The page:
Ontario announces new investments in mass timber building technology

The Province of Ontario is investing in research, education and construction of tall wood buildings so more wood products can be used in new homes and taller buildings through the new Mass Timber Program. This program is part of Ontario’s Climate Change Action Plan and is funded by proceeds from the province’s carbon market.

mass timber, The Arbour, Province of Ontario
A sectional perspective of The Arbour. Photo via Moriyama & Teshima Architects.

Providing $3.15 million for research and development of the next generation of mass timber building systems, the provincial program is partnering with:

  • The Centre for Research and Innovation in the Bio-economy (CRIBE) to manufacture innovative wood building products and systems
  • National Research Council to develop a mass timber connection testing guide, and to study the climate resilience of tall wood buildings
  • FPInnovations to support the application of Ontario’s Tall Wood Building Reference with industry and to conduct research for several mass timber building products.

Mass Timber Skills Development and Training

The Mass Timber Program is providing $2.2 million to support specialized training for architects, engineers, designers, builders, educators and the trades by partnering with:

  • The College of Carpenters and Allied Trades and the Carpenters Union to develop and deliver an innovative wood building and connection system training module
  • Design Build Research to develop the Timber Online Education (TOE) institute for a global community of experts to provide continuing education for wood construction
  • The Canadian Wood Council to provide training for existing professionals and regulators on the best uses of mass timber building systems
  • The University of Toronto, George Brown College, Lakehead University, Laurentian University, University of Ottawa and FPInnovations to establish a mass timber research and education centre in Ontario.

Mass Timber Institute of Ontario

The Mass Timber Institute will be Canada’s first collaborative network to focus on research, development and specialized education in mass timber design and construction. Once fully established, virtual classes will be taught along with opportunities for hands on training, including living laboratory experiences at several of the demonstration projects.

Tall Wood Building Demonstration Projects

Under the current Ontario Building Code (OBC), buildings constructed of wood can only be six storeys tall. The costs and timelines associated with seeking special approvals (an Alternative Solution under the OBC) to construct taller wooden buildings often cause builders to opt for concrete or steel instead.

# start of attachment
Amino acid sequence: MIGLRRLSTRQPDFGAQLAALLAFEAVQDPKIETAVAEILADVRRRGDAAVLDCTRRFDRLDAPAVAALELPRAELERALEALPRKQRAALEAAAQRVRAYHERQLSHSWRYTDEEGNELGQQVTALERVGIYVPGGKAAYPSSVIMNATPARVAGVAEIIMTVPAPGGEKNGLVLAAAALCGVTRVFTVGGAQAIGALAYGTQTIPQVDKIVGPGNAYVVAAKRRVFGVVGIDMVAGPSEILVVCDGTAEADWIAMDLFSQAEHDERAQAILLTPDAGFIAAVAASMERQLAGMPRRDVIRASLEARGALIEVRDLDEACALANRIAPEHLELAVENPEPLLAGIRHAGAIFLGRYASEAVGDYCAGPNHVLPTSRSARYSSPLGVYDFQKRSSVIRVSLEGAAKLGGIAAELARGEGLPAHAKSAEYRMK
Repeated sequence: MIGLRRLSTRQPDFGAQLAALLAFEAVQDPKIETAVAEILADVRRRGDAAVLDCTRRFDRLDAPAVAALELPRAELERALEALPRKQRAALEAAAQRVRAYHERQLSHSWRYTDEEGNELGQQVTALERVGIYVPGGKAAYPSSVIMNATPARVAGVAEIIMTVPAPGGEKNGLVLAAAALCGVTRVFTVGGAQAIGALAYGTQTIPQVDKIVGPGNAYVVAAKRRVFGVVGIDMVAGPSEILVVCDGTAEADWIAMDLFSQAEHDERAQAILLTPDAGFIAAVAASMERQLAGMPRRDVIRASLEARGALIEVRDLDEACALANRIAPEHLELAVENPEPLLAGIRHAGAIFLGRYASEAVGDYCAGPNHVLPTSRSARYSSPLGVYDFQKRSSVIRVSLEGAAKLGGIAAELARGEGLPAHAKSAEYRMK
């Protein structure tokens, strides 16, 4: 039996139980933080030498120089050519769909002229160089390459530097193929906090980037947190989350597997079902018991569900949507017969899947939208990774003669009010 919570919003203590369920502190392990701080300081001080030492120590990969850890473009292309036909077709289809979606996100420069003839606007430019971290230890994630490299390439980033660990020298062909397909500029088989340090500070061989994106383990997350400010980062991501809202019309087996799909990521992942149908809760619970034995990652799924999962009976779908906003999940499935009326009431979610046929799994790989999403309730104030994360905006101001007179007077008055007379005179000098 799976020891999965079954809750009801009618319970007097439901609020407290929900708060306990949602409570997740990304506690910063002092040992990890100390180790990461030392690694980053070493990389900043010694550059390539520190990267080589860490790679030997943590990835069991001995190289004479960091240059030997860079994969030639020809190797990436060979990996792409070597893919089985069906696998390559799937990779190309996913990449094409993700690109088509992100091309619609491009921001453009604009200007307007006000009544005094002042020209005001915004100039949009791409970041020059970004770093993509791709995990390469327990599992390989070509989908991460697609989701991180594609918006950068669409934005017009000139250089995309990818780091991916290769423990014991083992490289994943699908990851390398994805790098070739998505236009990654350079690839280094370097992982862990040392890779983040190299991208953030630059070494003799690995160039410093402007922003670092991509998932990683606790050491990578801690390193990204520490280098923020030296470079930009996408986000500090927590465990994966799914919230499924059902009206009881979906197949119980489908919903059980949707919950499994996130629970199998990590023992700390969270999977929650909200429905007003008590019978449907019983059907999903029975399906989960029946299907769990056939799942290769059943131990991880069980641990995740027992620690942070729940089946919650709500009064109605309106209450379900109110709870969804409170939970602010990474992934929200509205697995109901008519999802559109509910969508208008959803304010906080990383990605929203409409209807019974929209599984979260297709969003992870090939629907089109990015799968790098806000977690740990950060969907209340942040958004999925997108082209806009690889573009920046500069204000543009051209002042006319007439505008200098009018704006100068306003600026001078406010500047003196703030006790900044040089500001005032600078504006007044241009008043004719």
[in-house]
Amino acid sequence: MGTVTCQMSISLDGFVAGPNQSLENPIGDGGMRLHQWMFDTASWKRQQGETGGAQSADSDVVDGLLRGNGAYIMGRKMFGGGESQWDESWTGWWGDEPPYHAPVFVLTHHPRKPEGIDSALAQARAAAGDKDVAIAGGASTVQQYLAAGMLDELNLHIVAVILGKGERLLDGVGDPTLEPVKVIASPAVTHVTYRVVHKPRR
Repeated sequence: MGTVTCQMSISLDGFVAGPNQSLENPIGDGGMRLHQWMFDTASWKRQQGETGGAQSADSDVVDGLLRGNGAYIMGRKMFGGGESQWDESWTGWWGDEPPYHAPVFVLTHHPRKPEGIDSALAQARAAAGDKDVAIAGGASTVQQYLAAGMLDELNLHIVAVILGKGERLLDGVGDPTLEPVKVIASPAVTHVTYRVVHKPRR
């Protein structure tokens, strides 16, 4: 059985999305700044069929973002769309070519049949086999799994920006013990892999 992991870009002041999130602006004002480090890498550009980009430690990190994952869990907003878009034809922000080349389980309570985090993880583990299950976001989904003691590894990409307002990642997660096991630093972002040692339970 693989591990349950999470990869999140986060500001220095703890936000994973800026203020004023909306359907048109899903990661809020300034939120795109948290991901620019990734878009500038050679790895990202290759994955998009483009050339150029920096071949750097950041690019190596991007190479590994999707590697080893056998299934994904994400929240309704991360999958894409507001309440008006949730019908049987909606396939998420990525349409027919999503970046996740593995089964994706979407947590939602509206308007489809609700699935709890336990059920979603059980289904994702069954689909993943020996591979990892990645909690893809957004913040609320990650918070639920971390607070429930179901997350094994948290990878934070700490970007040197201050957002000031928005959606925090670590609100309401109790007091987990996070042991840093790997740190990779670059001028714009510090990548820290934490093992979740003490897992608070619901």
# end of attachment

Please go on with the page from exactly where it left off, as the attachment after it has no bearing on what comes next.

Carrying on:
Ontario is providing up to $2.45 million to offset the costs associated with four mass timber building projects. These projects will provide valuable transferable knowledge that can be used in future tall wood construction projects, resulting in lower costs and will pave the way for future changes to the OBC.

Tall wood demonstration projects include:

George Brown College’s Arbour development:  planned to be a 12-storey building that will be the most carbon friendly building in Canada, constructed almost entirely of mass timber. It will house the college’s School of Computer Technology and act as a living laboratory for students of tall wood construction.

The University of Toronto’s Academic Tower: planned to be the tallest mass timber and concrete hybrid building in North America, this 14-storey building will act as a living laboratory for students learning skills in mass timber construction.

The Green Vision Waterfront Development: planned to be a residential condominium complex consisting of three, 12-storey buildings on the shores of Lake Nipissing in downtown North Bay. The first floor of these buildings, and their adjoining parking garages, will be constructed with concrete, and the remaining 11 storeys with wooden panels. These buildings will be used as living laboratories for students, and will contribute to the sustainability highlighted in North Bay’s Downtown Waterfront Master Plan.

The 57 Wade Avenue development: planned to be an eight-storey office building in Toronto. This building’s construction will incorporate timber beams and an innovative floor assembly that will result in exposed wooden ceilings to the office space below.